Full text: in Chapter 11 of Computation and the Humanities
Audio version: accompanying audio interview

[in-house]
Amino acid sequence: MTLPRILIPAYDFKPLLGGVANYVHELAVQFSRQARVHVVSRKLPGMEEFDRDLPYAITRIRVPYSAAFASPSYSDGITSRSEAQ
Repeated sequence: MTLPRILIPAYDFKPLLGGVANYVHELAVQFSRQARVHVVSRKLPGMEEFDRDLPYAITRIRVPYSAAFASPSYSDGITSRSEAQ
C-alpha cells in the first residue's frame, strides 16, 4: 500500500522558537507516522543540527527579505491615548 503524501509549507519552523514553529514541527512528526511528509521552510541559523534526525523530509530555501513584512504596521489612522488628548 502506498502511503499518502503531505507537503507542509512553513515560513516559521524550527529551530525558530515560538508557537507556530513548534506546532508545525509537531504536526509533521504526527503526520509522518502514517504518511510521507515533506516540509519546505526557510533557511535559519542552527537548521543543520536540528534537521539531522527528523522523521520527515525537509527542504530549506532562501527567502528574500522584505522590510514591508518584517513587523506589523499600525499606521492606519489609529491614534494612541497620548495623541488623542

This oral history interview was conducted between Hans Rutimann and Julianne Nyhan via Skype on 15 November 2012. Rutimann was provided with the core questions in advance of the interview. Here he recalls that his first encounter with computing was at the Modern Languages Association (MLA), c.1968/9. Following a minor scandal at the organisation, which resulted in the dismissal of staff connected with the newly arrived IBM 360/20, Rutimann was persuaded to take on some of their duties. After training with IBM in operating and programming he set about transferring the membership list (about 30,000 contact details) from an addressograph machine to punched cards. After the computer’s early use to support such administrative tasks the MLA began investigating the feasibility of making the research tool called the MLA International Bibliography (information about accessing the present-day version of the bibliography is available here: https://www.mla.org/bib_electronic) remotely accessible. Rutimann worked with Lockheed to achieve this. It was in Lockheed’s information retrieval lab that the system known as Dialog, an online information retrieval system was developed (see Summit 1967). He vividly recalls how he travelled the 3000 miles to San Francisco to deliver the magnetic tape to Lockheed so that they could make the database available online. He “jumped for joy” when, once back in New York, the data was available to him via the newly acquired terminal of the MLA. While making clear that his roles in MLA, Mellon and the Engineering Information Foundation have primarily been enabling ones (and to this we can add advocacy, strategy and foresight) he also recalls the strong influence that Joseph Raben had on him and mentions some of the projects and conferences that he found particularly memorable.
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